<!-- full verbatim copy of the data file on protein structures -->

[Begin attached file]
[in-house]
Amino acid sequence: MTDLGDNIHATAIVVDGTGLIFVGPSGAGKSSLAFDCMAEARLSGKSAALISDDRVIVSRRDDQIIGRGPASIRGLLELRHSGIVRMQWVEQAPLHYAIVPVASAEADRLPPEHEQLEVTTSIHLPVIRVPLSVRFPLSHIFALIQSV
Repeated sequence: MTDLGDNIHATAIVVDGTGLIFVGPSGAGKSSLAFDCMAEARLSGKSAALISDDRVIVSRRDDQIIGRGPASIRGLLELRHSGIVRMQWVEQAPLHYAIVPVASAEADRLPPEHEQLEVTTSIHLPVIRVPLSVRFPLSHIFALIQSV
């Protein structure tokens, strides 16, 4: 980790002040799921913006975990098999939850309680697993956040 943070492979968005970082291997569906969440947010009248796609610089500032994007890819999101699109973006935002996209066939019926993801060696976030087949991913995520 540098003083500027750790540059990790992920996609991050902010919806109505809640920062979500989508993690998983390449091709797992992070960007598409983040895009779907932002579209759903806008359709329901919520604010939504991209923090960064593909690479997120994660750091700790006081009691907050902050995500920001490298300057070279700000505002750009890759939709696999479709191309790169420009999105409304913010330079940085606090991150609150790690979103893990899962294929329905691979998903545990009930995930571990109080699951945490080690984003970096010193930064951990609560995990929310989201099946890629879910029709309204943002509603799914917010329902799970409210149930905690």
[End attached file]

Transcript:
[in-house]
Amino acid sequence: MTDLGDNIHATAIVVDGTGLIFVGPSGAGKSSLAFDCMAEARLSGKSAALISDDRVIVSRRDDQIIGRGPASIRGLLELRHSGIVRMQWVEQAPLHYAIVPVASAEADRLPPEHEQLEVTTSIHLPVIRVPLSVRFPLSHIFALIQSV
Repeated sequence: MTDLGDNIHATAIVVDGTGLIFVGPSGAGKSSLAFDCMAEARLSGKSAALISDDRVIVSRRDDQIIGRGPASIRGLLELRHSGIVRMQWVEQAPLHYAIVPVASAEADRLPPEHEQLEVTTSIHLPVIRVPLSVRFPLSHIFALIQSV
């Protein structure tokens, strides 16, 4: 980790002040799921913006975990098999939850309680697993956040 943070492979968005970082291997569906969440947010009248796609610089500032994007890819999101699109973006935002996209066939019926993801060696976030087949991913995520 540098003083500027750790540059990790992920996609991050902010919806109505809640920062979500989508993690998983390449091709797992992070960007598409983040895009779907932002579209759903806008359709329901919520604010939504991209923090960064593909690479997120994660750091700790006081009691907050902050995500920001490298300057070279700000505002750009890759939709696999479709191309790169420009999105409304913010330079940085606090991150609150790690979103893990899962294929329905691979998903545990009930995930571990109080699951945490080690984003970096010193930064951990609560995990929310989201099946890629879910029709309204943002509603799914917010329902799970409210149930905690």